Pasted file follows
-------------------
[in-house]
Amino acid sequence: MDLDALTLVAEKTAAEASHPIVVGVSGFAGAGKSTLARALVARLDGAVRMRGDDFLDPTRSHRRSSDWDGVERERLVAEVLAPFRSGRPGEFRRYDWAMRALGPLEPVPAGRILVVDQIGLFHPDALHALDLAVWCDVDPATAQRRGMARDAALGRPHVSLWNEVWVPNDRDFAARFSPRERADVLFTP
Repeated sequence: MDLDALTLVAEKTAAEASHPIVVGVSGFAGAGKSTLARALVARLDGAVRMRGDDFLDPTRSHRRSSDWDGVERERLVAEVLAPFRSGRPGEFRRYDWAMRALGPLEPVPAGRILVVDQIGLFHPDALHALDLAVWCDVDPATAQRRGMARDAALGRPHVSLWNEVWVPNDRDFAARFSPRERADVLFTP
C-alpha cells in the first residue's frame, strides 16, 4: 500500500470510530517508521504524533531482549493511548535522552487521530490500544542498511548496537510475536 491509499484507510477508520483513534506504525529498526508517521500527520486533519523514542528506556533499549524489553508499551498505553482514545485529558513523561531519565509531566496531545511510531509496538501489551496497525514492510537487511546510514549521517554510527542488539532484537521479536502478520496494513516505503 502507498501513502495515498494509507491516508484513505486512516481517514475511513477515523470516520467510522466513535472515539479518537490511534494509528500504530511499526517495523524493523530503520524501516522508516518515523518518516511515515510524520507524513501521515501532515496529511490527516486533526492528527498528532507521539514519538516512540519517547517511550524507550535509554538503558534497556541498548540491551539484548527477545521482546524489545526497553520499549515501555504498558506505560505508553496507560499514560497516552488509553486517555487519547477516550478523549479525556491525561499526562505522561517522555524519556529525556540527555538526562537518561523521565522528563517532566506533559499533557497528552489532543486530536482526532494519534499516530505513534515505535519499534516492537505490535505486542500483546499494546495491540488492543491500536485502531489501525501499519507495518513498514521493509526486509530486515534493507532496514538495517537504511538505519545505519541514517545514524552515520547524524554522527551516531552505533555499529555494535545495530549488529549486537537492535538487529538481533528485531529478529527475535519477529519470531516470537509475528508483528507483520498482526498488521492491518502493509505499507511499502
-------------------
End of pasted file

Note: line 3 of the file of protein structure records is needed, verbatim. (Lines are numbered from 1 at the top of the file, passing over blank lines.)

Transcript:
Repeated sequence: MDLDALTLVAEKTAAEASHPIVVGVSGFAGAGKSTLARALVARLDGAVRMRGDDFLDPTRSHRRSSDWDGVERERLVAEVLAPFRSGRPGEFRRYDWAMRALGPLEPVPAGRILVVDQIGLFHPDALHALDLAVWCDVDPATAQRRGMARDAALGRPHVSLWNEVWVPNDRDFAARFSPRERADVLFTP